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Plenty of things. But they don't teach that in American schools.
Agreed.  So, huh, what are some of those things?  Fight my ignorance.
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« Reply #37 on: March 21, 2012, 11:48:02 pm »
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Plenty of things. But they don't teach that in American schools.
Agreed.  So, huh, what are some of those things?  Fight my ignorance.

Well, here's a list of inventions, for starters: http://en.wikipedia.org/wiki/List_of_Canadian_inventions
Here's a background of our military history: http://en.wikipedia.org/wiki/Canadian_military_history
I'm especially proud of our often ignored, but significant contribution during WW2: http://en.wikipedia.org/wiki/Military_history_of_Canada_during_World_War_II Our most notable WW2 achievement was liberating Holland. To this day, the Dutch love us, and send us tulips every year.

But I don't have to defend Canada, it isn't in my opinion the greatest country in the world. It is however, one of them.
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« Reply #38 on: March 21, 2012, 11:49:16 pm »
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Indeed....Canada might not have a long list of bad/horrible things...but what have they done for the world community outside of giving us Alan Thike and Celine Dion?

OK but can you seriously make the argument that most of the US is a better place to live than most of Canada? The only way I would see someone do this is rant about "OMG SOCIALIST HEALTHCARE" but with what the teabaggers are saying even that would be a moot point now (or will be soon.)
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« Reply #39 on: March 22, 2012, 12:02:15 am »
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Plenty of things. But they don't teach that in American schools.
Agreed.  So, huh, what are some of those things?  Fight my ignorance.

Well, here's a list of inventions, for starters: http://en.wikipedia.org/wiki/List_of_Canadian_inventions
Here's a background of our military history: http://en.wikipedia.org/wiki/Canadian_military_history
I'm especially proud of our often ignored, but significant contribution during WW2: http://en.wikipedia.org/wiki/Military_history_of_Canada_during_World_War_II Our most notable WW2 achievement was liberating Holland. To this day, the Dutch love us, and send us tulips every year.
Sadly, for whatever stupid reason, I can't get to wikipedia tonight from work.  (the horrors!)  But I am aware that Canada did at least it's fair share during WWII.  Certainly more than Ireland or Brazil to name two.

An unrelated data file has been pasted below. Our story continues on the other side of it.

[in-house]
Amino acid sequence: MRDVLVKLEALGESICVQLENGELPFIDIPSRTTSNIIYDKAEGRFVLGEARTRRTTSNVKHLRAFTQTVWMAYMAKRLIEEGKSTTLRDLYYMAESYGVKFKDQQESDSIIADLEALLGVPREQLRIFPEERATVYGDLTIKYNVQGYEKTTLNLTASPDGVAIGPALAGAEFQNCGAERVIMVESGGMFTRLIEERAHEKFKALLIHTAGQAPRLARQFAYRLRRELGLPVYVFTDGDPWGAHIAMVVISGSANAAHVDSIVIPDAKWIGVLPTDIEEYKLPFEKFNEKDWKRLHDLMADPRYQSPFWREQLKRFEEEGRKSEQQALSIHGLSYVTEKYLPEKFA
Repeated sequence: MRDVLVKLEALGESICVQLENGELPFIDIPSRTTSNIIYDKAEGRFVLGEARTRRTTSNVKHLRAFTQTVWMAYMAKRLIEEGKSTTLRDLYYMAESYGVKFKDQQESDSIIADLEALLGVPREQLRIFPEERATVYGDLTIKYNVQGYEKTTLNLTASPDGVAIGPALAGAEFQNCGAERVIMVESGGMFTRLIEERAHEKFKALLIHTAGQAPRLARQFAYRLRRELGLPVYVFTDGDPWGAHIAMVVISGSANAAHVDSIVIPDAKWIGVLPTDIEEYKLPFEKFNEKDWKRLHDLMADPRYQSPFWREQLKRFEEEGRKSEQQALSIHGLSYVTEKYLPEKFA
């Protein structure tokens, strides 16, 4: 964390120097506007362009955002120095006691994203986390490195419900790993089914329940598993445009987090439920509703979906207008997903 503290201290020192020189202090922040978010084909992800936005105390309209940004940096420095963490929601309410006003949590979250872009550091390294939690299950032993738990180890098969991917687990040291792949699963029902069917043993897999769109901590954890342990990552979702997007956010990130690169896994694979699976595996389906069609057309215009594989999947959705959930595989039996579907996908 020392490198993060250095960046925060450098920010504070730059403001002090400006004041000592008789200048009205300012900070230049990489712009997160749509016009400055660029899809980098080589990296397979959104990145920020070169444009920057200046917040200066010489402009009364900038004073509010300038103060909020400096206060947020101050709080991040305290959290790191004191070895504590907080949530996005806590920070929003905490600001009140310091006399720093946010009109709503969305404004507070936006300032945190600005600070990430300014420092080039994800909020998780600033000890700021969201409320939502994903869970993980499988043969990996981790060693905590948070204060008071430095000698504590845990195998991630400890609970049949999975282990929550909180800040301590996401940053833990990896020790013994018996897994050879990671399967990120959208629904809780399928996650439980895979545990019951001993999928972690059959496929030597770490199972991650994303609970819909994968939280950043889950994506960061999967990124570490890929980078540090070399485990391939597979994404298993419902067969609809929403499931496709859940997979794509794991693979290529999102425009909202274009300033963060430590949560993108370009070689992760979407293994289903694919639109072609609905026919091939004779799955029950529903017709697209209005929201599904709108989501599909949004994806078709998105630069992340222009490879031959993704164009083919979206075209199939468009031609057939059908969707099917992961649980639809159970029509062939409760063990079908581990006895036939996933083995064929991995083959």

Indeed....Canada might not have a long list of bad/horrible things...but what have they done for the world community outside of giving us Alan Thike and Celine Dion?

OK but can you seriously make the argument that most of the US is a better place to live than most of Canada? The only way I would see someone do this is rant about "OMG SOCIALIST HEALTHCARE" but with what the teabaggers are saying even that would be a moot point now (or will be soon.)
Well, one could make the argument that there are MORE "better places to live" in the US than Canada.  Sure Toronto or Vancouver are as good or better than any city the US can offer, but is Alberta really better than, say, Madison or Omaha?

(and we can argue about specific cities all day, lets not, you understand my point)
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« Reply #40 on: March 22, 2012, 12:36:39 am »
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Alberta is a bad example, dead0man. The $$$'s good there. Although, I'm sure Madison, WI is a fine place to live. Not sure about Omaha, though.

Canadian cities regularly outrank American cities, for example: http://en.wikipedia.org/wiki/World%27s_most_livable_cities (I know you can't access Wikipedia, but that first chart shows Toronto, Calgary and Vancouver in the top 10 in the world). No US city makes the top 10 in any chart.

Interestingly, Maclean's magazine ranks neither of those cities as the best city to live in Canada, which apparently is my city, Ottawa http://www2.macleans.ca/2012/03/20/government-jobs-help-ottawa-earn-best-place-to-live-ranking/ (although, Hashemite have something to say about that)

Here's another list: http://en.wikipedia.org/wiki/Quality_of_Living_Survey

4) Vancouver
14) Ottawa
16) Toronto
21) Montreal
28) Calgary